I was rejected from the public system after that ‒ they claimed that I probably just had anxiety. I didn’t try again until my last year of high school, when I paid a private psychologist who finally diagnosed me. At the end of the session, she asked what I even wanted a diagnosis for. “It’s a part of you,” she said. “It just makes you a different sort of person, but I think it makes you a very interesting person to get to know.” Again, that reassurance ‒ that I was ‘normal’ enough for my autism to be a non-issue. If I didn’t need help with it, why would I need to know about it? I couldn't explain it to her: that, yes, labels are ultimately futile explanations, but they are also the explanations we use in this society. To live without the correct one is to never have a name for what has always felt strange about you, especially in a world that so often shuns strangeness when it doesn't present in a certain way.
Many people claim that I am too high-functioning to know about autistic struggles. In fact, the diagnostic criteria themselves require the existence of these traits and that these traits impede normal functioning. But tell me this ‒ what is normal functioning? Disability exists in the context of its environment. In cultures other than this one, or even times other than the modern era, I might have been considered a changeling child, a mad genius, a strange recluse. Sure, you can say that these are merely explanations for the clinical phenomena we now understand on a psychiatric level. But I say that psychiatry is merely another means of explanation for something we will never fully understand.
What if I told you that piece of music my teacher praised meant that I sat at the computer for six hours, blind to everything, forgetting to eat or drink or do anything else but write
You may tell me that I function fine because I write poetry, write songs, put on shows and take care of myself independently. But what if I told you that the writing you consider proof of my functioning is also a detriment? If I told you that piece of music my teacher praised meant that I sat at the computer for six hours, blind to everything, forgetting to eat or drink or do anything else but write? What if I told you that I was meant to be practising the piano right now, but once this essay got in my head, I just had to write it down?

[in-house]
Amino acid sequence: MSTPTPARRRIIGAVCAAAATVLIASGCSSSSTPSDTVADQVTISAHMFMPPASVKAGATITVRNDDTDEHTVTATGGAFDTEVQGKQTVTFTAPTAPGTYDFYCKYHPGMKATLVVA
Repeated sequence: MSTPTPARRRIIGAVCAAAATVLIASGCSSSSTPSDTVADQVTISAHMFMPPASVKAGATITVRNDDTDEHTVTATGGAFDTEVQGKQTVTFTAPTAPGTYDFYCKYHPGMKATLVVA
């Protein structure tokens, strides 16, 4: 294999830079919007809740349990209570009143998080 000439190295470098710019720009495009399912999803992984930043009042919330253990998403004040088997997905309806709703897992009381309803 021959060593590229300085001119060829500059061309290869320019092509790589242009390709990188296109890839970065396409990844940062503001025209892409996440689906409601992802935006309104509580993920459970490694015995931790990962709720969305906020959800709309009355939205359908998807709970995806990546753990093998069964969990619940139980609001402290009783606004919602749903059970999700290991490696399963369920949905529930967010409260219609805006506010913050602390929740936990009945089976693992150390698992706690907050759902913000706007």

I would say I have a fairly unconventional approach to writing because I honestly don’t enjoy it any more than someone would enjoy something like sleeping or breathing. It’s sometimes annoying, trying to enjoy my day and, instead, having a poem come into my head, a complete poem in there clawing at me until I write it down. One of my most recent poems, which I would consider this essay’s poetic equivalent, was written on my computer’s notes app at a scenic lake on a road trip. I didn’t get to enjoy that beautiful view because the poem was there and screaming, and I had to just take it.
Taxonomise this. Translate these papers into every jargon you have in the hopes that even one word might make sense to somebody out there. The dog submerging its body in the lake does not know it is an animal. You know you're an animal, and you also know you're trying not to be one, which causes all the problems. The problems. You'd be unstoppable if not for the problems, you say, but the trouble is that there will always be problems, and none of them have easy fixes, easy diagnoses to tuck away into, which is to say, the animal thing to do would be to kill. The human thing to do would be to want to, but to nail-file away at your incisors until they only grind with molar dullness.
– Cadence Chung, ‘appointment transcript no. 55’
Even as I write this, I know that some may tell me how ‘brave’ it is that I am addressing ‘stigma’, like so many other people are told when they talk about any sort of mental nonconformity. But that way of thinking reveals how people feel about these topics. The idea that it is brave to talk about my existence shows that being who I am is considered some radical act. And yes, I won’t deny it ‒ often, I hate being like this. I am not without my struggles. But I cannot hate the ‘autism’, because there is no part of myself that I can separate from my psyche. People are controlled by their brains, and if the difference is within my brain, does that not make the difference something inseparable from what I consider myself? My feelings are symptoms of my disorder in the same way that you might consider sadness a symptom of the human condition. It can be disabling. Sometimes it becomes too much and does need clinical help. But to remove it would be to remove a core part of the human experience, and to pathologise it is as futile as it is painful. If my life is a series of symptoms, I suggest that you look back into the mirror that you hold to yourself and examine the normality that you contrast with my abnormality. Do I make you sane, or do you make me special? I could diagnose you just as easily as you diagnose me.
Feature image: Victoria Te Aho-White
The Pantograph Punch publishes urgent and vital cultural commentary by the most exciting new voices in Aotearoa.
The Pantograph Punch publishes urgent and vital cultural commentary by the most exciting new voices in Aotearoa.